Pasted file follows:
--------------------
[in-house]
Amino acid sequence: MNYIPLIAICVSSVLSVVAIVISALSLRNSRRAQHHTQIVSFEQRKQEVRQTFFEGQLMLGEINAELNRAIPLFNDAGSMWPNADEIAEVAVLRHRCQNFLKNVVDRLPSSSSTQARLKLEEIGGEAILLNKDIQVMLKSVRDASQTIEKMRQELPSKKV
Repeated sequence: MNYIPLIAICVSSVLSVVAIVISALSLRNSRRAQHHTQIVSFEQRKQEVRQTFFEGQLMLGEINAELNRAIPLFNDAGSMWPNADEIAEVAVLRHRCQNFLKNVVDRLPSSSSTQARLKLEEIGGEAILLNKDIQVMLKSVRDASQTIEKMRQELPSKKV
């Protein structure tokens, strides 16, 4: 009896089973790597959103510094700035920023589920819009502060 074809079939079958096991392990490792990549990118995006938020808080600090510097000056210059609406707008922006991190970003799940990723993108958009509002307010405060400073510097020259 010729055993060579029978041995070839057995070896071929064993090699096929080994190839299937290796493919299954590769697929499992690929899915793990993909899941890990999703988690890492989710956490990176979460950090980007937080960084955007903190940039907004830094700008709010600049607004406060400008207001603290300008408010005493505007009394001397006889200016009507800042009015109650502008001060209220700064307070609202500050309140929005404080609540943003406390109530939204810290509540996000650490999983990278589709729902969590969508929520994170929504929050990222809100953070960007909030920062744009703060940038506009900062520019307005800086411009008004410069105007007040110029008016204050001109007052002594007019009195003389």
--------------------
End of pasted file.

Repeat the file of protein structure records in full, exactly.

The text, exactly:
[in-house]
Amino acid sequence: MNYIPLIAICVSSVLSVVAIVISALSLRNSRRAQHHTQIVSFEQRKQEVRQTFFEGQLMLGEINAELNRAIPLFNDAGSMWPNADEIAEVAVLRHRCQNFLKNVVDRLPSSSSTQARLKLEEIGGEAILLNKDIQVMLKSVRDASQTIEKMRQELPSKKV
Repeated sequence: MNYIPLIAICVSSVLSVVAIVISALSLRNSRRAQHHTQIVSFEQRKQEVRQTFFEGQLMLGEINAELNRAIPLFNDAGSMWPNADEIAEVAVLRHRCQNFLKNVVDRLPSSSSTQARLKLEEIGGEAILLNKDIQVMLKSVRDASQTIEKMRQELPSKKV
């Protein structure tokens, strides 16, 4: 009896089973790597959103510094700035920023589920819009502060 074809079939079958096991392990490792990549990118995006938020808080600090510097000056210059609406707008922006991190970003799940990723993108958009509002307010405060400073510097020259 010729055993060579029978041995070839057995070896071929064993090699096929080994190839299937290796493919299954590769697929499992690929899915793990993909899941890990999703988690890492989710956490990176979460950090980007937080960084955007903190940039907004830094700008709010600049607004406060400008207001603290300008408010005493505007009394001397006889200016009507800042009015109650502008001060209220700064307070609202500050309140929005404080609540943003406390109530939204810290509540996000650490999983990278589709729902969590969508929520994170929504929050990222809100953070960007909030920062744009703060940038506009900062520019307005800086411009008004410069105007007040110029008016204050001109007052002594007019009195003389």